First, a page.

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United Nations Environment Programme Environmental Effects Assessment Panel

Biological Sciences Professor Paul Barnes joined an elite team of scientists from around the world on the United Nations Environment Programme’s Environmental Effects Assessment Panel to investigate the latest effects of stratospheric ozone depletion, which will culminate in a report published once every four years. In Feb. 23-March 3, 2014 the committee met in Cuernavaca, Mexico, to detail how additional UV rays seeping through the Earth’s atmosphere affect human health, manufactured materials, ecological systems, climate change and other areas. The group will meet again this August in Zhengzhou, China. Barnes’ contribution to the international research effort focuses on what happens to plants and ecosystems under the diminished ozone layer. Ozone depletion and the resulting increased UV could affect things like how fast dead plant material decomposes—ultimately affecting the availability of vital nutrients for plants and soil. Plants exposed to more of the sun’s harmful rays also react by adding more “sunscreen” chemicals to their leaves for protection, according to Barnes. Those consequences have a complicated domino effect on the entire ecosystem, disruptively flowing through the entire food chain. For example, when plants change chemically for sun protection, it can affect the herbivores that eat the plants, according to Barnes. Barnes also lent his expertise to the European Union March 30 in Bled, Slovenia. He acted as an outside evaluator, providing feedback on UV and climate change research funded by the EU. Barnes will work with the European Cooperation in Science and Technology, which coordinates nationally funded research for Europe.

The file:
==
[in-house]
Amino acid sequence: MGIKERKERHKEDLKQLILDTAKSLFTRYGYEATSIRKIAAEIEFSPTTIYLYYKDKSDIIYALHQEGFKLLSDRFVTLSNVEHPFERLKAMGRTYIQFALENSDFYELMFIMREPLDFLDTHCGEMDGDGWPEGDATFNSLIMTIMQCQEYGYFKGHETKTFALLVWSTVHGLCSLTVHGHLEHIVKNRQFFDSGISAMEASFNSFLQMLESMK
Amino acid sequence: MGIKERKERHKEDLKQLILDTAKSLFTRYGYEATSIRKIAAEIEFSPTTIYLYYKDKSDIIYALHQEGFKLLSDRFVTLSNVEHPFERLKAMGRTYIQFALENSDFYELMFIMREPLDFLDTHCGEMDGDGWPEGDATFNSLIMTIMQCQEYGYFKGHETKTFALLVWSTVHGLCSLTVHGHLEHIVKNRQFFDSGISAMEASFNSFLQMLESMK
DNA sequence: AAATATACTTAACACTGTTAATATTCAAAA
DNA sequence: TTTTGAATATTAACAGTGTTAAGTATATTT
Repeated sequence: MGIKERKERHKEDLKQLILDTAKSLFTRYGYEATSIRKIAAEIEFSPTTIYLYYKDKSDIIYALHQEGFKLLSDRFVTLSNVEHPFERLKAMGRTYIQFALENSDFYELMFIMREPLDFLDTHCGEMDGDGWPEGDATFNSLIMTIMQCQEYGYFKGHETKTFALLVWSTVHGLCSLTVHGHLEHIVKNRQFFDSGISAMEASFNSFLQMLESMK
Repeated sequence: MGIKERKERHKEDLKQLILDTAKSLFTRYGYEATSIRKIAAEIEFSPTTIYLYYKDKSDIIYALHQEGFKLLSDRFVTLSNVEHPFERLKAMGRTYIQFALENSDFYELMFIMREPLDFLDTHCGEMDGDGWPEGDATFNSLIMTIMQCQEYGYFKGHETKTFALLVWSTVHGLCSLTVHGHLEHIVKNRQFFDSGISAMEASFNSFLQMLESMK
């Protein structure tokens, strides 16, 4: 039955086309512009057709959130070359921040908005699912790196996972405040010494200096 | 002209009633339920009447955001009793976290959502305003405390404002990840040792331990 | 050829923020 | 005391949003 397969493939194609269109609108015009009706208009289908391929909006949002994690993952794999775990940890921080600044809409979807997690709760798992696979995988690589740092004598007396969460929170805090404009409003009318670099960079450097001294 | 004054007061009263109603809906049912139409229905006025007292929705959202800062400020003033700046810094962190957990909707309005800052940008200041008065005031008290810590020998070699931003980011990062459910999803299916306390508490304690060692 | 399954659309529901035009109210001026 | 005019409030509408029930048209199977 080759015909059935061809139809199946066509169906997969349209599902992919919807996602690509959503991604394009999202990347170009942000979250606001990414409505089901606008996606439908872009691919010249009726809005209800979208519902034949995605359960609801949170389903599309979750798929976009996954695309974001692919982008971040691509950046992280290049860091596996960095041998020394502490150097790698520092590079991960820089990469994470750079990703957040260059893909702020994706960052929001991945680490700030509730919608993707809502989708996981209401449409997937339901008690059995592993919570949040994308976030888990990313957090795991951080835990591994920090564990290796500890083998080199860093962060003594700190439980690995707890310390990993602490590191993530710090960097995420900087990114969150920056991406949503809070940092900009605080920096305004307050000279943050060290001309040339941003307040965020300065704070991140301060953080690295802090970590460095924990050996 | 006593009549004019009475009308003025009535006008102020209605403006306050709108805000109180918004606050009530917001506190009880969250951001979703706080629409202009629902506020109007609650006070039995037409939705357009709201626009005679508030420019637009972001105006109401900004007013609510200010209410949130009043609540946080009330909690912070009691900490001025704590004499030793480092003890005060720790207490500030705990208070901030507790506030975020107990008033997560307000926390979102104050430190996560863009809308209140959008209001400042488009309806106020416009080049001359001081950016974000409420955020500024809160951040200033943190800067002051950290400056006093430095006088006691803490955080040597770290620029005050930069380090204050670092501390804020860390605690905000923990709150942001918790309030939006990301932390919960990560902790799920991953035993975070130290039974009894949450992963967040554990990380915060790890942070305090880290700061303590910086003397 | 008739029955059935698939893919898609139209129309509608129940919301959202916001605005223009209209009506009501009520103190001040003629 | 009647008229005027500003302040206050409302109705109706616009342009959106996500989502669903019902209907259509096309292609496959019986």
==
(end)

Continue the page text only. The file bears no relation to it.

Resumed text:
Relevant web sites:

http://ozone.unep.org/new_site/en/assessment_panels_bodies.php?committee_id=8
http://www.cost.eu/

Associated publications and presentations by Dr. Barnes include:

Barnes, P.W., H.L. Throop, S.R. Archer, D. D. Breshears, R.L. McCulley, and M.A. Tobler.  2014.  Sunlight and soil-litter mixing:  drivers of litter decomposition in drylands.  Progress in Botany (In Press).

Wargent, J.J., B.C.W. Nelson, T.K. McGhie, and P.W. Barnes.  2014.  Acclimation to UV-B radiation and visible light in Lactuca sativa involves up regulation of photosynthetic performance and orchestration of metabolome-wide responses.  Plant, Cell & Environment (In Press).

Barnes, P.W., A.R. Kersting, S.D. Flint, W. Beyschlag, and R.J. Ryel.  2013.  Adjustments in epidermal UV-transmittance in sun-shade transitions.  Physiologia Plantarum 149: 200-213.  DOI: 10.1111/ppl.12025.    

Barnes, P.W., M.A. Tobler, A.E. Barkley, S.D. Flint, R.J. Ryel, K.M. Keefover-Ring, R.L. Lindroth.  2014.  Rapid changes in UV-shielding in plants:  mechanisms, species patterns and physiological significance.  European Union COST Action UV4growth Final Meeting, Bled, Slovenia. (Invited Presentation) A.E. Barkley was an Environmental Studies Minor.

Levi, E.M., S.R. Archer, H.L. Throop, K.I. Predick, P.W. Barnes, and M.A. Tobler.  2013.  Soil deposition and UV radiation influence litter decomposition in a shrub-invaded dryland ecosystem.  RISE Conference, Tucson, AZ (poster).

Barnes, Paul. W., Mark A Tobler, Stephan D. Flint, Ronald J. Ryel, Kenneth Keefover-Ring, and Richard L. Lindroth.  2013.  Diurnal changes in leaf UV-absorbing compounds and epidermal UV-transmittance.  Ecological Society of America, Minneapolis, MN, August 2013.  Oral presentation.